NASA's Curiosity rover may be getting to grips with its new home, but if you didn't stay up (or get up) to watch the momentous "Seven Minutes of Terror" landing then here's the video you need to see. The culmination of a 39-week journey from Earth to Mars, the descent was completely programmed as, thanks to time-delays of around fourteen minutes between NASA control and the Curiosity lander and Skycrane itself, there was no way it could be actively remote controlled. Cue several nail-biting minutes as NASA's Jet Propulsion Laboratory stayed glued to its telemetrics.
In fact, those telemetrics were of a journey that had already begun and ended: by the time the first signs of Curiosity hitting Mars' upper atmosphere appeared on their screens, the condition of the landing - safe or otherwise - had already been decided. That certainly explains the anxious faces and - eventual - glee of the team when the numbers begin to come through.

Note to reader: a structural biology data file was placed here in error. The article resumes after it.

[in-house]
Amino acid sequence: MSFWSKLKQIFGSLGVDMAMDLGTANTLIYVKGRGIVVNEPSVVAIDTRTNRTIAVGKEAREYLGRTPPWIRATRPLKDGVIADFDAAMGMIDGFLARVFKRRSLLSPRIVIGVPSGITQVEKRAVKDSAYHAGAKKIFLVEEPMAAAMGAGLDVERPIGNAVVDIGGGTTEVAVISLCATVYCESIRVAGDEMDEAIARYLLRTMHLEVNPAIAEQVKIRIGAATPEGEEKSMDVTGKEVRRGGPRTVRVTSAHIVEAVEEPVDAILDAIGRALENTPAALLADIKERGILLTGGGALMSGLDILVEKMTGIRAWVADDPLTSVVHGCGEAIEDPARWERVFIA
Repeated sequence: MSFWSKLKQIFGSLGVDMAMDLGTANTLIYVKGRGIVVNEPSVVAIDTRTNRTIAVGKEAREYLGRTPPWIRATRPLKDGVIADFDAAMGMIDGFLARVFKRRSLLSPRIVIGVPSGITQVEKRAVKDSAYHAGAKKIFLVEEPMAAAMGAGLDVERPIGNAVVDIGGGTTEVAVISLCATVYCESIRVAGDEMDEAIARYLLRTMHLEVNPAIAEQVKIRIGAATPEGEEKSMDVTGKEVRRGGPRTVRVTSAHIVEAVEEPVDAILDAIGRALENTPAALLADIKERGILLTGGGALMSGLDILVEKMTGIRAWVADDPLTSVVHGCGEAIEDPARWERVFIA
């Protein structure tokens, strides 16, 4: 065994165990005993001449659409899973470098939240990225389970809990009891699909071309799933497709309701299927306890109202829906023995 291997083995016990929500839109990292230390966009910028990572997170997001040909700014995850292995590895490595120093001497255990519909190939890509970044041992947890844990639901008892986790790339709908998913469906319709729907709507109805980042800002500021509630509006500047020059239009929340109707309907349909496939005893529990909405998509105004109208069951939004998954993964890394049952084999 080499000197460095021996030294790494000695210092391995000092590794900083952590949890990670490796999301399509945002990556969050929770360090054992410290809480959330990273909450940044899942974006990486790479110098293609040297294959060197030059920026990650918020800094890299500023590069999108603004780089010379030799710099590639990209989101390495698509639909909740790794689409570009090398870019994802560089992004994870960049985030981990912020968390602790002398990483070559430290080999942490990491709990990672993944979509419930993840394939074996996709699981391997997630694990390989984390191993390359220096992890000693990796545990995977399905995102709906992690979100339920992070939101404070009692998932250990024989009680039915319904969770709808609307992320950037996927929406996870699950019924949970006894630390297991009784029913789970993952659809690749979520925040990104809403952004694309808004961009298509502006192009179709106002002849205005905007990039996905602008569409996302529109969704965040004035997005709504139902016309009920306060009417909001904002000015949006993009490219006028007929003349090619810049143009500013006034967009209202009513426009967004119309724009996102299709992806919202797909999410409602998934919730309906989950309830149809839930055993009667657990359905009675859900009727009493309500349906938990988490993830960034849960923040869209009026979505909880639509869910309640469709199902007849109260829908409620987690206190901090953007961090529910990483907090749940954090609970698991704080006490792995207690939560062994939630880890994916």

Confused by the "peanuts tradition" references you may have heard about the landing? Apparently the good-luck practice began after the first successful Ranger program to land on the moon, which coincided with a Jet Propulsion Laboratory team member eating peanuts. Now, every mission begins with some peanuts to keep channeling that track record.
Curiosity landing video:
Since Curiosity and the Skycrane couldn't beam back their own footage, NASA's own renderings of the landing process gives more details on the challenge the JPL team undertook. There are images from the first batch beamed back to Earth from Curiosity here.
Seven Minutes of Terror: